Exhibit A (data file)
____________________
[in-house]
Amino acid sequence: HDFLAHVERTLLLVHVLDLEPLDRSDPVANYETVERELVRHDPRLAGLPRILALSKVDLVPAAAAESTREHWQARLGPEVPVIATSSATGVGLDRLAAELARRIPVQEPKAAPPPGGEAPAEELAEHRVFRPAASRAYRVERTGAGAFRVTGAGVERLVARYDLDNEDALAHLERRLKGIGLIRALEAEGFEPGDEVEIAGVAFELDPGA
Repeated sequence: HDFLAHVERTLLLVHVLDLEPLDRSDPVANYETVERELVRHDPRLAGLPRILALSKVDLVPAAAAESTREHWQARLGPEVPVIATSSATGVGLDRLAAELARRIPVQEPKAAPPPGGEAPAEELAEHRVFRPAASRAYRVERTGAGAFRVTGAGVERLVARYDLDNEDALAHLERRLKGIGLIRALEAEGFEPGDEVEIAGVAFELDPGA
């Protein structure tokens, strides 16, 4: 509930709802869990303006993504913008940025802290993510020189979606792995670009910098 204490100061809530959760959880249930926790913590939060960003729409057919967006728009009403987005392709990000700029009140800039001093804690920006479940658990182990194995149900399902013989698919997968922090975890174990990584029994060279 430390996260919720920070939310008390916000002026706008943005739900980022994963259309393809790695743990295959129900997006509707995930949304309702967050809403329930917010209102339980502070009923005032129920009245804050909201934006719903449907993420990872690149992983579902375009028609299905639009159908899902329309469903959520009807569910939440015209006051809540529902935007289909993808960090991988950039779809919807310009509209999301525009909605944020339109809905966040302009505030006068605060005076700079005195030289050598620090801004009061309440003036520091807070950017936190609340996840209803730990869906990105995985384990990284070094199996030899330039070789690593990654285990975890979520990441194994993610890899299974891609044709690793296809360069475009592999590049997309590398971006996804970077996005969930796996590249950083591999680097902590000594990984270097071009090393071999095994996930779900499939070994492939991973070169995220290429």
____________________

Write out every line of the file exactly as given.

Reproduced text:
[in-house]
Amino acid sequence: HDFLAHVERTLLLVHVLDLEPLDRSDPVANYETVERELVRHDPRLAGLPRILALSKVDLVPAAAAESTREHWQARLGPEVPVIATSSATGVGLDRLAAELARRIPVQEPKAAPPPGGEAPAEELAEHRVFRPAASRAYRVERTGAGAFRVTGAGVERLVARYDLDNEDALAHLERRLKGIGLIRALEAEGFEPGDEVEIAGVAFELDPGA
Repeated sequence: HDFLAHVERTLLLVHVLDLEPLDRSDPVANYETVERELVRHDPRLAGLPRILALSKVDLVPAAAAESTREHWQARLGPEVPVIATSSATGVGLDRLAAELARRIPVQEPKAAPPPGGEAPAEELAEHRVFRPAASRAYRVERTGAGAFRVTGAGVERLVARYDLDNEDALAHLERRLKGIGLIRALEAEGFEPGDEVEIAGVAFELDPGA
């Protein structure tokens, strides 16, 4: 509930709802869990303006993504913008940025802290993510020189979606792995670009910098 204490100061809530959760959880249930926790913590939060960003729409057919967006728009009403987005392709990000700029009140800039001093804690920006479940658990182990194995149900399902013989698919997968922090975890174990990584029994060279 430390996260919720920070939310008390916000002026706008943005739900980022994963259309393809790695743990295959129900997006509707995930949304309702967050809403329930917010209102339980502070009923005032129920009245804050909201934006719903449907993420990872690149992983579902375009028609299905639009159908899902329309469903959520009807569910939440015209006051809540529902935007289909993808960090991988950039779809919807310009509209999301525009909605944020339109809905966040302009505030006068605060005076700079005195030289050598620090801004009061309440003036520091807070950017936190609340996840209803730990869906990105995985384990990284070094199996030899330039070789690593990654285990975890979520990441194994993610890899299974891609044709690793296809360069475009592999590049997309590398971006996804970077996005969930796996590249950083591999680097902590000594990984270097071009090393071999095994996930779900499939070994492939991973070169995220290429």